Date of Graduation


Document Type


Degree Name

Bachelor of Science in Agriculture

Degree Level



Food Science


Atungulu, Griffiths

Committee Member/Reader

Ubeyitogullari, Ali

Committee Member/Second Reader

Rahman, Mahfuzur


Market demand for instant rice--a processed form of rice that is cooked and dehydrated before it is sold--has risen tremendously and become a significant component of the rice industry. Compared to freshly cooked rice, the quality of instant rice (in terms of texture, color, aroma, etc.) is much lower. There exists little information regarding how instant rice’s storage conditions affect its quality. Such information may be elucidated by studying sorption isotherms which describe the storage temperature, relative humidity, and instant rice moisture relationships.

The purpose of this study was to generate moisture sorption isotherms of instant rice for temperatures and relative humidity ranges encountered during instant rice handling and storage. In addition, the study explored changes in physicochemical characteristics of instant rice during prolonged storage of up to one year.

Rough rice samples conditioned to 12.5% moisture content (MC) wet basis were used to make 4 sample types: brown, white (0.4% surface lipid content), parboiled brown, and parboiled white. Samples were cooked and dried to 12% MC wet basis. The vapor sorption analyzer (VSA) was used to determine the moisture sorption isotherms (desorption and adsorption) of dried instant rice held at 25℃ for six months, with relative humidity ranging from 0% to 100%.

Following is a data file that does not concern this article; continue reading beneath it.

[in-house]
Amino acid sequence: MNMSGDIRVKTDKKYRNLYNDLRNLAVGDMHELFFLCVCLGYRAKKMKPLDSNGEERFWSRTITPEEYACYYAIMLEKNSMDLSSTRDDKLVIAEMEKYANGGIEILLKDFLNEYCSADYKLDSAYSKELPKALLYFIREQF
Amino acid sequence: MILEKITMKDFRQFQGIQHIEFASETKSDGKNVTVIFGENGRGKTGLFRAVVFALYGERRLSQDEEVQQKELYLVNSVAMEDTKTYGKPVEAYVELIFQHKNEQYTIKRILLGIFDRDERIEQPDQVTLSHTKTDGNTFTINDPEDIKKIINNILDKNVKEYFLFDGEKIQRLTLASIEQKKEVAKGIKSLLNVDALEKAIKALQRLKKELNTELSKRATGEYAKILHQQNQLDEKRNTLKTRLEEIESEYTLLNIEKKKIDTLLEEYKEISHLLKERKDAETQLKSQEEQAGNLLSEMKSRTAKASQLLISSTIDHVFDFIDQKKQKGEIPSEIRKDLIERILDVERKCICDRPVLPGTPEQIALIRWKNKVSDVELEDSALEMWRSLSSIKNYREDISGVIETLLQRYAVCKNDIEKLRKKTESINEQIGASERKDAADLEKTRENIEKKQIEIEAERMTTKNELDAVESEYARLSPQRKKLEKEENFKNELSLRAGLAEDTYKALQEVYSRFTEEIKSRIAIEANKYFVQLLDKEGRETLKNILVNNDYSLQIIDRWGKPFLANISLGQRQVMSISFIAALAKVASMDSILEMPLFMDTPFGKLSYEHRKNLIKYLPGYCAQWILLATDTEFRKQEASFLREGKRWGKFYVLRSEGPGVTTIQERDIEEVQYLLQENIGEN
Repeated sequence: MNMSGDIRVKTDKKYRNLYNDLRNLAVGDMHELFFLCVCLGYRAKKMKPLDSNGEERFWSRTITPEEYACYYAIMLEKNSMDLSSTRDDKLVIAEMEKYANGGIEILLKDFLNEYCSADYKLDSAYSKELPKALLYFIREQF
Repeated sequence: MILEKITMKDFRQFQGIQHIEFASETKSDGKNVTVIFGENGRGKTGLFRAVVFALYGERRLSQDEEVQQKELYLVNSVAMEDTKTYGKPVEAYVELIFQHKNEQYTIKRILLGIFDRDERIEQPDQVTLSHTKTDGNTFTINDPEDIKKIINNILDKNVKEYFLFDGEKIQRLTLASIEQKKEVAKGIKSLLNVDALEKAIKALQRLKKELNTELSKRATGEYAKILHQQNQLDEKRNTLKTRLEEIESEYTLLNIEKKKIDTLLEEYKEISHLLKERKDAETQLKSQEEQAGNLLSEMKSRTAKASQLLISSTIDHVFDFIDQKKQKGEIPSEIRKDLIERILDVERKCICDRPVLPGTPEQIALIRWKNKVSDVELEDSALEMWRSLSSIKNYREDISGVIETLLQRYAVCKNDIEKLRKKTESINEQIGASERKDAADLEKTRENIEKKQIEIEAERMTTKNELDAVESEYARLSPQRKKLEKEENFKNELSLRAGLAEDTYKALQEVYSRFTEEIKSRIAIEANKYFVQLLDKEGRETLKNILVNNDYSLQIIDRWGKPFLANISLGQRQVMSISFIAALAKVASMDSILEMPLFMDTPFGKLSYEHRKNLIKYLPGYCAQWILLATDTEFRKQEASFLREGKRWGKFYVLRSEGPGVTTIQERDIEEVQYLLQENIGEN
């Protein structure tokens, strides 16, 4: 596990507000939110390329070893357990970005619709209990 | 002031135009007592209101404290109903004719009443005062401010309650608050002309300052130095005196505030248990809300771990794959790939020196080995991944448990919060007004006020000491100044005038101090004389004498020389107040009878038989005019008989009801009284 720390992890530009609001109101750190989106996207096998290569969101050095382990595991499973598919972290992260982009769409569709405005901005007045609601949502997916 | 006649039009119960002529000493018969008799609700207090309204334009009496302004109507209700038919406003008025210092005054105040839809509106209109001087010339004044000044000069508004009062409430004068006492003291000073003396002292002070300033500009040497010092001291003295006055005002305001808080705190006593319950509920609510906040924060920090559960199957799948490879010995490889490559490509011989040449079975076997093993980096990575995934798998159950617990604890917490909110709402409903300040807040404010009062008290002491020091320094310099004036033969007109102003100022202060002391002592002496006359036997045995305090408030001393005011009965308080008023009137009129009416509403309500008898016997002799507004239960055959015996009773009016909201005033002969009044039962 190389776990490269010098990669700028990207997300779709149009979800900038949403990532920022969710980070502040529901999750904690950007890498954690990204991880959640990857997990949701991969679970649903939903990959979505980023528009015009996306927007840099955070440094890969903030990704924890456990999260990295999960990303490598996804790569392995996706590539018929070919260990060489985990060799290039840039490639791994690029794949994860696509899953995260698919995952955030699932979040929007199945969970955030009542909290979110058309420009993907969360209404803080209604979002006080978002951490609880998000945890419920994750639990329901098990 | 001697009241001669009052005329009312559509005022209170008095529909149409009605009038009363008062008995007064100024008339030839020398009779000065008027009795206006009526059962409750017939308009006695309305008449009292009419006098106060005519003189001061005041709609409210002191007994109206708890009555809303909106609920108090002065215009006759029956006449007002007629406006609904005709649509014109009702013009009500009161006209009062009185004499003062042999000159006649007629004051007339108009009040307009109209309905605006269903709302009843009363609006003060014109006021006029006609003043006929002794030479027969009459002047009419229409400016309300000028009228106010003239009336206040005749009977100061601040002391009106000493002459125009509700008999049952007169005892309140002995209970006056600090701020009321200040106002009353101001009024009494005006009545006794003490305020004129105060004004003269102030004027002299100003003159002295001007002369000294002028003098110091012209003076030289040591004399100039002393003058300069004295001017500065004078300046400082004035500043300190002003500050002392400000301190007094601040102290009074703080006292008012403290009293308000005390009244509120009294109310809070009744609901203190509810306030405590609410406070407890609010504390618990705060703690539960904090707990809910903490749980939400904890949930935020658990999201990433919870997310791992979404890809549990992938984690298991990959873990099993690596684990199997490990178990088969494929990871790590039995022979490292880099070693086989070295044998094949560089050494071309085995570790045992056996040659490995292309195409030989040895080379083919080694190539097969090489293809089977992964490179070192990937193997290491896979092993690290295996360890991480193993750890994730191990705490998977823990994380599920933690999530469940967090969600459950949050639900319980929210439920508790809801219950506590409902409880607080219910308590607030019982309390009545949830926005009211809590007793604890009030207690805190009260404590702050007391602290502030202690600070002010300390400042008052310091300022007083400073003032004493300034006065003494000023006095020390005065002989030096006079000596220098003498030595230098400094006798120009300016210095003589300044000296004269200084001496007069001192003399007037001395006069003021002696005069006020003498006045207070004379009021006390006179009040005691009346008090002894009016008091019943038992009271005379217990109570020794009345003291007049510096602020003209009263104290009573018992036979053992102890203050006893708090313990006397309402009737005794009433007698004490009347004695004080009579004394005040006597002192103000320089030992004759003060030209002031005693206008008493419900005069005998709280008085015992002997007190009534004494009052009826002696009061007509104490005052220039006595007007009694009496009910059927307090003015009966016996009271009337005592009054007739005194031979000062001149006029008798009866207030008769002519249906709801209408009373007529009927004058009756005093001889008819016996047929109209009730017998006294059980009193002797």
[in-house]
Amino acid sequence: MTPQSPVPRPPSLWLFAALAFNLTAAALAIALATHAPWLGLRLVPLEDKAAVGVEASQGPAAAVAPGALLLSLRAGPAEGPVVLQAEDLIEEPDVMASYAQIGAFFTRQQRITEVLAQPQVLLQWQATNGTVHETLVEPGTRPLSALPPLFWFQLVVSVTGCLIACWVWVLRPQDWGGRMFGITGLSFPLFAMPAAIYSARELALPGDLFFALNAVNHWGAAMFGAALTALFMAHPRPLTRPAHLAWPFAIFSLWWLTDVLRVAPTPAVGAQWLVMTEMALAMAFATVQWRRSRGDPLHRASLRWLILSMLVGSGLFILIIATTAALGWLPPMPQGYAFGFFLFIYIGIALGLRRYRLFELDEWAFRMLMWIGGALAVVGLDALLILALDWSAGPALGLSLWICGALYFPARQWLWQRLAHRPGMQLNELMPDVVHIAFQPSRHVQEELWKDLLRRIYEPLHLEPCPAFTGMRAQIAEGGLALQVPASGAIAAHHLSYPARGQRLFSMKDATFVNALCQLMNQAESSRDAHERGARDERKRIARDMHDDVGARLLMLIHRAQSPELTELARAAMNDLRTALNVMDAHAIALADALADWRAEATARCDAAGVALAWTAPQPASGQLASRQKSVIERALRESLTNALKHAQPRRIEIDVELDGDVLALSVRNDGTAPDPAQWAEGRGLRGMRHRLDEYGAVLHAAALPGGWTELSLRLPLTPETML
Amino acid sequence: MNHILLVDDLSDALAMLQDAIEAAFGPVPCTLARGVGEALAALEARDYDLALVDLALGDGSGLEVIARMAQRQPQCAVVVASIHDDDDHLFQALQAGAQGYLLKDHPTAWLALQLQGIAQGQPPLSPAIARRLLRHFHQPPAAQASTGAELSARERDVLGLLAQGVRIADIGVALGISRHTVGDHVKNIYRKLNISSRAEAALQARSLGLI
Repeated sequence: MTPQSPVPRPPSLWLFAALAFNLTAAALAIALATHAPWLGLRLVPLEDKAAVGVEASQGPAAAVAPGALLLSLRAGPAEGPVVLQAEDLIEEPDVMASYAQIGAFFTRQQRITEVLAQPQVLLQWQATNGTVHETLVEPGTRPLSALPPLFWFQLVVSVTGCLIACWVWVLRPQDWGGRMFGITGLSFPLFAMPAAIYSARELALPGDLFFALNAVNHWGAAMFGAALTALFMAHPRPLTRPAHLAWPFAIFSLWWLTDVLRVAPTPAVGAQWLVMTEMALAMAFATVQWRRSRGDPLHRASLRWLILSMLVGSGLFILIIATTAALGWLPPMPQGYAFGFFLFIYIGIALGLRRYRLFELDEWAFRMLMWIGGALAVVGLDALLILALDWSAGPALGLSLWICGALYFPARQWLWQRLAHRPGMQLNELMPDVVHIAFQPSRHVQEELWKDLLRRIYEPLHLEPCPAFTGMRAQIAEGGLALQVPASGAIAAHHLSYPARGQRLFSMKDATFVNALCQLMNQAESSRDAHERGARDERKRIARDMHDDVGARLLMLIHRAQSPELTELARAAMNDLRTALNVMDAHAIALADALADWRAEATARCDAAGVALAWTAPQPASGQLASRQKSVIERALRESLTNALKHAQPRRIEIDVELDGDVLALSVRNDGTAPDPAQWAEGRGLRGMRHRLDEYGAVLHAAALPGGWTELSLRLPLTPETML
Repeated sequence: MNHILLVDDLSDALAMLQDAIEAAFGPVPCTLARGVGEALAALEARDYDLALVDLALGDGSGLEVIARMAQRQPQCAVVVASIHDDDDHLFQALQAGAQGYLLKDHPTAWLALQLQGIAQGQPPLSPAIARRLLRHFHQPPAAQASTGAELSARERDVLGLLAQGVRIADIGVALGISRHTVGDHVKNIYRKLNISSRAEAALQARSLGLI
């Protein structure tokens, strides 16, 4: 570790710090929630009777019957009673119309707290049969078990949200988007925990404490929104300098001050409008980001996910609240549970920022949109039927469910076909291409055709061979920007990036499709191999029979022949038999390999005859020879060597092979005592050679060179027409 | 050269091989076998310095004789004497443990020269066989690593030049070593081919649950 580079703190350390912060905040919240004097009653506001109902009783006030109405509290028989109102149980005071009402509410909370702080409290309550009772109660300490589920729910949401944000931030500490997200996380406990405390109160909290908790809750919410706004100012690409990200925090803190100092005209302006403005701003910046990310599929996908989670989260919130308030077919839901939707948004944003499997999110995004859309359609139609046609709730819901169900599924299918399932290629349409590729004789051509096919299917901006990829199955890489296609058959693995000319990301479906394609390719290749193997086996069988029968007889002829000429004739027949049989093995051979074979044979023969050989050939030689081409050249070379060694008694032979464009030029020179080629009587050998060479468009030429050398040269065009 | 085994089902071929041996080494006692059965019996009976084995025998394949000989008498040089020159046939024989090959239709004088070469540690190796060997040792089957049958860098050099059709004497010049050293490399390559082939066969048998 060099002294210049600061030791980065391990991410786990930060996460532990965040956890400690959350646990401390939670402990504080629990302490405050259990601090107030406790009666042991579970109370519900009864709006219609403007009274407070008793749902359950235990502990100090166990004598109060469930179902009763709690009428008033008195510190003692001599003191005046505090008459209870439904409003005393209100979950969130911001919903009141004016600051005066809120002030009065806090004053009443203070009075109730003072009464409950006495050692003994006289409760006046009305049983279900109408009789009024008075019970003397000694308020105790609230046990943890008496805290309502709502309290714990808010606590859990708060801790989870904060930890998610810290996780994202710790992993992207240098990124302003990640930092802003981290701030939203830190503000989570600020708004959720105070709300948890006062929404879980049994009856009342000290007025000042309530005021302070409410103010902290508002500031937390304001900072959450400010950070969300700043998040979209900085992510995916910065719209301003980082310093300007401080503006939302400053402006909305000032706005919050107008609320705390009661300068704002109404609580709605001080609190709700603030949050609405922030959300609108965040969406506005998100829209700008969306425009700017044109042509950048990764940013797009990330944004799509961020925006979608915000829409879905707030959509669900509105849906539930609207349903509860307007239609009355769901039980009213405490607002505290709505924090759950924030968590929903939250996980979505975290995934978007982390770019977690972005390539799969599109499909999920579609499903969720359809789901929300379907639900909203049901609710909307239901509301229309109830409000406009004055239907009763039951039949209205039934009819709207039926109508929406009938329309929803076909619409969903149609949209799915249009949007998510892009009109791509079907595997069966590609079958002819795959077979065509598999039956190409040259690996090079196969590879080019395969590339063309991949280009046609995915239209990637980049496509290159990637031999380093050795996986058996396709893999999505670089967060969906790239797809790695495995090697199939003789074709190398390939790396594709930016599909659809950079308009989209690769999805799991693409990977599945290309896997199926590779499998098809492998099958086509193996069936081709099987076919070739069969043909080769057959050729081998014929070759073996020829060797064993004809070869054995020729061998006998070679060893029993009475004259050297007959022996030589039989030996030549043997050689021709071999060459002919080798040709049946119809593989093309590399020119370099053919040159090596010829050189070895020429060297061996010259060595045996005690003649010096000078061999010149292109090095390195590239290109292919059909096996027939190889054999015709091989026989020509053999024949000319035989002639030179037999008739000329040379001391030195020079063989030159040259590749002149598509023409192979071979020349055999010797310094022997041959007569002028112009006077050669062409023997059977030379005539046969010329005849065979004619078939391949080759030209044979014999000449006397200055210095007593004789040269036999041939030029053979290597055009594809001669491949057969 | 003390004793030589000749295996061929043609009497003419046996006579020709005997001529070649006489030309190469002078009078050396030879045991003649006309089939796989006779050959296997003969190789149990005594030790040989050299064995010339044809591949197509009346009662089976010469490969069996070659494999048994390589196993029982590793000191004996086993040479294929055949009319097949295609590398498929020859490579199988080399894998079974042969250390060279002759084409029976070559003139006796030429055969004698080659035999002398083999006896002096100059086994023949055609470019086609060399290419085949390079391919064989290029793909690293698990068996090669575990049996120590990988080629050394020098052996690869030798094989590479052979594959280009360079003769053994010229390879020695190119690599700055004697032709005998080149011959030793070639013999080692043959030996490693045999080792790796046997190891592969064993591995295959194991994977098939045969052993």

To determine the impact of prolonged storage on shelf life, samples of the dried instant rice were securely stored at 20, 25, and 30℃ for a total of 6 months. Stored samples were taken out and tested for quality changes (protein content, texture, and color) every 8 weeks.

Results show that the storage duration and temperature conditions used had minimal impacts on the rice quality parameters tested. However, there were significant changes in quality due to parboiling and between brown and white rice samples. Moisture sorption curves showed that parboiling had little effect on storage behavior of rice samples, but extended storage (6 months) did cause change. Moisture sorption adsorption and desorption curves were shifted up following storage, indicating that storage duration does impact storage behavior.

Ultimately, it is expected that the results from this study will provide foundational knowledge that is crucial for the rice industry to predict storability of instant rice, improve the quality of instant rice, and make the products more competitive.


Instant Rice, Rice Storage, Food Processing, Quality of Instant Rice, Post-harvest Rice Processing